Use this URL to cite or link to this record in EThOS: https://ethos.bl.uk/OrderDetails.do?uin=uk.bl.ethos.794955
Title: The role of attention in learning for pupils with and without autism
Author: McDougal, Emily Elizabeth
ISNI:       0000 0004 8501 6262
Awarding Body: Durham University
Current Institution: Durham University
Date of Award: 2019
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Abstract:
In this thesis, an in-depth investigation into the relationship between attention abilities and learning in primary school aged children with and without an Autism Spectrum Disorder (ASD) was conducted. This investigation began using standardised assessments of attention and academic achievement to enable the measurement of abilities while taking age into account (Study 1). Divided attention was related to reading and maths for autistic pupils and played a role in defining different profiles of achievement. Subgroups of children with better or poorer divided attention showed different within-domain strengths and in reading and maths. Further analysis revealed that similar profiles existed transdiagnostically, highlighting the importance of considering ASD alongside TD children, as opposed to between groups. To consider the real-world manifestation of these relationships, Study 2 used measures that represented classroom-based attention and learning. This included eye tracking as a real-time attention measure, videos of short lessons to stimulate learning, and a computer-based measure of attention abilities. Sustained attention was transdiagnostically important for attending to relevant information during a lesson (i.e. looking at the teacher), and for learning from that lesson. Autistic children benefited from allocating visual attention to the teacher during lessons, but this was not true for TD children. Several autistic children could not successfully complete the eye-tracking task, and an initial investigation suggested that this was due to differences in cognitive ability and behaviour. This indicated the importance of considering within group heterogeneity, as well as other factors at play. The final two studies therefore aimed to consider the role of other factors impacting on the relationship between attention and learning in ASD, beginning with a qualitative exploration in a real-world context (Study 3). Semi-structured interviews with teachers revealed the complexity of this relationship, with a particular focus on the roles of anxiety and sensory processing difficulties. Study 4 investigated these factors quantitatively using parent-report measures of anxiety and sensory processing, which ultimately reinforced the findings of Study 3. In ASD, increased levels of anxiety were related to poorer divided attention and reading achievement, suggesting both anxiety and attention play an important role for children while learning in the classroom. Sensory processing symptoms played an indirect role, as they were related to anxiety in ASD, but not attention or achievement. Taken together, this mixed methods thesis provided a rich and comprehensive understanding of the relationship between attention and learning in ASD. Throughout the thesis, the theoretical and practical implications of these findings are discussed, in addition to suggestions for accounting for heterogeneity in both attention and learning in this group.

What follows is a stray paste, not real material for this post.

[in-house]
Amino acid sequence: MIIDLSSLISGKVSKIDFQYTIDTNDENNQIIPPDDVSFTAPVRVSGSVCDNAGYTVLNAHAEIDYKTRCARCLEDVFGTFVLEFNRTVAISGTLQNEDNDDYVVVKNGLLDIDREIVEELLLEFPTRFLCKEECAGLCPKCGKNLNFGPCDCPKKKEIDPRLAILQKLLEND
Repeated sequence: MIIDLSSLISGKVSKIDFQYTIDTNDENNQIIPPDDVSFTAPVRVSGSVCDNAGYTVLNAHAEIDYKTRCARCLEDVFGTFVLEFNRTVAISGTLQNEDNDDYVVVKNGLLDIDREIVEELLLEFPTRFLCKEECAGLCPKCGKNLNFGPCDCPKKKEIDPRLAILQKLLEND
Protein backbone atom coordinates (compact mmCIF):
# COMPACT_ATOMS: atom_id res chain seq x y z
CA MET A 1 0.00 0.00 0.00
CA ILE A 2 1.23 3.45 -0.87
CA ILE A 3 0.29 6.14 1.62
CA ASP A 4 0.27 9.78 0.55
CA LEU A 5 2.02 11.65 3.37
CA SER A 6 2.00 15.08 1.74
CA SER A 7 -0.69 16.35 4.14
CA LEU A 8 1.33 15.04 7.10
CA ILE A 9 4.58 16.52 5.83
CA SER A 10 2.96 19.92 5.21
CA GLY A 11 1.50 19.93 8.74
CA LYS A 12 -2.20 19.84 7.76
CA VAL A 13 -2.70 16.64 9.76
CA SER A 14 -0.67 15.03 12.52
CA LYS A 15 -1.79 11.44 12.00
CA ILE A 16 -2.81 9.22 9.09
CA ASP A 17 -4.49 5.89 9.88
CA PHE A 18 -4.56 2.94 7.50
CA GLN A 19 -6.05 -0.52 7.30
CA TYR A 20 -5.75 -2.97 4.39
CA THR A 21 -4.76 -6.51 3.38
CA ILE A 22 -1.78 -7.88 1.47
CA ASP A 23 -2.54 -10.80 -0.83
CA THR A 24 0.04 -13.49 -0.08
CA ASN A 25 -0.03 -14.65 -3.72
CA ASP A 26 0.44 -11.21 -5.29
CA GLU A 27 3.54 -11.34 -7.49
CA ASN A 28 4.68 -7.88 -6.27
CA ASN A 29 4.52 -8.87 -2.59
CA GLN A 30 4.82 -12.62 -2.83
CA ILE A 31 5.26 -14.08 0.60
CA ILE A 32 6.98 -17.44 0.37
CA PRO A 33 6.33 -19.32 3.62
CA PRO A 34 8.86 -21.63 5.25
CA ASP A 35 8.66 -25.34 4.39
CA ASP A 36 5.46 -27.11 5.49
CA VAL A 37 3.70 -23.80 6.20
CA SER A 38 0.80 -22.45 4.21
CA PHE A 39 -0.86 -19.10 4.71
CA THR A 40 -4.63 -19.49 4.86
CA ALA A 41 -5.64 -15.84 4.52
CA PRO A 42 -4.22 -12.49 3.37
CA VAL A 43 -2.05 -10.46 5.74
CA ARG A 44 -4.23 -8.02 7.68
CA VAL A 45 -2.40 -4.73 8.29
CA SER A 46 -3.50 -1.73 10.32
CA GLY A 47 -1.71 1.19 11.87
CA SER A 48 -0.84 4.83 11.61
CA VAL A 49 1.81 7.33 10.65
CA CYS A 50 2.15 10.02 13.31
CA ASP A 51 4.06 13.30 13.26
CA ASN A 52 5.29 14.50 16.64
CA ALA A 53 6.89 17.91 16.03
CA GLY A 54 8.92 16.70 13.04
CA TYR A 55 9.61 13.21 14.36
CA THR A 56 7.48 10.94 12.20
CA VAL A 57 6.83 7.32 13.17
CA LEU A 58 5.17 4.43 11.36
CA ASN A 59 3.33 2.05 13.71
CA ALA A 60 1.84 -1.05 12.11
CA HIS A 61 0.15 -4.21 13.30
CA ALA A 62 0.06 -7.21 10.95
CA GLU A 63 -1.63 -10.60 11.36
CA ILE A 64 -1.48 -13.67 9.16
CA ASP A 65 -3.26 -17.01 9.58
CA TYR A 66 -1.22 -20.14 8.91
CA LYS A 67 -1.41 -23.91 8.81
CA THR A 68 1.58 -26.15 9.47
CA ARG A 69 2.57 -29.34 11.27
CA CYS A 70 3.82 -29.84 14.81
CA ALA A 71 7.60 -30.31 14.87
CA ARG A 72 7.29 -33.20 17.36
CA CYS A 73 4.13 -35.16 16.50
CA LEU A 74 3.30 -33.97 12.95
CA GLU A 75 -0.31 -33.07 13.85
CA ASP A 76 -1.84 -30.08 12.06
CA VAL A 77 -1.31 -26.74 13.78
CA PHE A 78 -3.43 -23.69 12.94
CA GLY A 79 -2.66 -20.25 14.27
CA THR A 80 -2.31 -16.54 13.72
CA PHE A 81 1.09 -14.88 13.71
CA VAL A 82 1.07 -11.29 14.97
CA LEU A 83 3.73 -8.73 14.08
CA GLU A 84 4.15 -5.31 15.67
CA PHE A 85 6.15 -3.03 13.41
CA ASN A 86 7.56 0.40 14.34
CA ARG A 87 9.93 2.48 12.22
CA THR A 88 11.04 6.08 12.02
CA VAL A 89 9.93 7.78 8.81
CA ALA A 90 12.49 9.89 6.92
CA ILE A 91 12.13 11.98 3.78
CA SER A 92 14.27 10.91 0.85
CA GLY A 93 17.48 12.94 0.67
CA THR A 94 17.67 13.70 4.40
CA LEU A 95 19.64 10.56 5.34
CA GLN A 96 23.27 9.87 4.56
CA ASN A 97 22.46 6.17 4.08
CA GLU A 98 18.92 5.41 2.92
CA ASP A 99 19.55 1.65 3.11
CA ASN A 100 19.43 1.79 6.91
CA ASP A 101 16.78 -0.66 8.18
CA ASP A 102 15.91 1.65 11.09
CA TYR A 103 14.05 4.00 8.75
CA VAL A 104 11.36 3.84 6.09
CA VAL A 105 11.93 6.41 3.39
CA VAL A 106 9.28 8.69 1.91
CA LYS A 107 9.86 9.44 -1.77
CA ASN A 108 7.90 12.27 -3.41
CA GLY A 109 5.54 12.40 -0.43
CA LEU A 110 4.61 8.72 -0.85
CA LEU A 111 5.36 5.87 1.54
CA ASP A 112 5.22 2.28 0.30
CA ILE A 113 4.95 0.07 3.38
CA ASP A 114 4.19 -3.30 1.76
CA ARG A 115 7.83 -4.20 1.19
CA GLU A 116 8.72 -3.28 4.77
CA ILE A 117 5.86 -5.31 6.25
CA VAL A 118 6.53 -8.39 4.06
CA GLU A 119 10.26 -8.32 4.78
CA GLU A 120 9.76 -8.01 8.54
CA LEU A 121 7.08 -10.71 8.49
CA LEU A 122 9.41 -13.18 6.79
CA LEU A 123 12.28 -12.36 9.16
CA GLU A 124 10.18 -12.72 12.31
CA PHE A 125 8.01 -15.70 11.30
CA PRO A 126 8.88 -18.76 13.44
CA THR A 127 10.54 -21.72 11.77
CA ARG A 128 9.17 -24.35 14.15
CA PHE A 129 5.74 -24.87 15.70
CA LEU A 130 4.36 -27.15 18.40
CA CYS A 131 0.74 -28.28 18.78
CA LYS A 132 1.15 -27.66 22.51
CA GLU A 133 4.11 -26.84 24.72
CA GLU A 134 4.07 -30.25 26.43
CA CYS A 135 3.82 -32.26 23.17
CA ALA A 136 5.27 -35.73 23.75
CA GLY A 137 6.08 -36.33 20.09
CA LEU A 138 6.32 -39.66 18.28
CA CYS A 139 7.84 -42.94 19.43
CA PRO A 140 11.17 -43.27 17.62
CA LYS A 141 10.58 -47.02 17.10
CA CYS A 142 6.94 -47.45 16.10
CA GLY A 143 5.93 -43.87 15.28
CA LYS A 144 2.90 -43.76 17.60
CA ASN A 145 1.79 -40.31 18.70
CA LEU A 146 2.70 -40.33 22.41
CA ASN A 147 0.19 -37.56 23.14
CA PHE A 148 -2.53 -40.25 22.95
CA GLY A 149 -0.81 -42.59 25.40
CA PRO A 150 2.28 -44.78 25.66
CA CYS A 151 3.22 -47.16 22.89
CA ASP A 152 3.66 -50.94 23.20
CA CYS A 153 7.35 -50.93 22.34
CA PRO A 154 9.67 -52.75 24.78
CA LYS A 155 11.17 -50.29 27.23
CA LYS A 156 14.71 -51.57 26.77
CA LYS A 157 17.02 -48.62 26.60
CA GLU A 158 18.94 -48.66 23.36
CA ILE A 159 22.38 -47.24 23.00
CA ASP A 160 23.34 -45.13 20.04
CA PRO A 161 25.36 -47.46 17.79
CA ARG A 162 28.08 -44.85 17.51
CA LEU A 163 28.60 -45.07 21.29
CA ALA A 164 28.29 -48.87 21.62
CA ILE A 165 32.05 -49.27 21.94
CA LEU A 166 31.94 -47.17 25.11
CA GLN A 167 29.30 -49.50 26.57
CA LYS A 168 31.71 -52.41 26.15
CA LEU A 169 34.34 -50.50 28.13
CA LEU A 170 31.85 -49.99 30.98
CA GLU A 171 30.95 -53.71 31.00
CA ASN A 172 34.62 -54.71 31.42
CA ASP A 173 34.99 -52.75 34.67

Supervisor: Not available Sponsor: Not available
Qualification Name: Thesis (Ph.D.) Qualification Level: Doctoral
EThOS ID: uk.bl.ethos.794955  DOI: Not available
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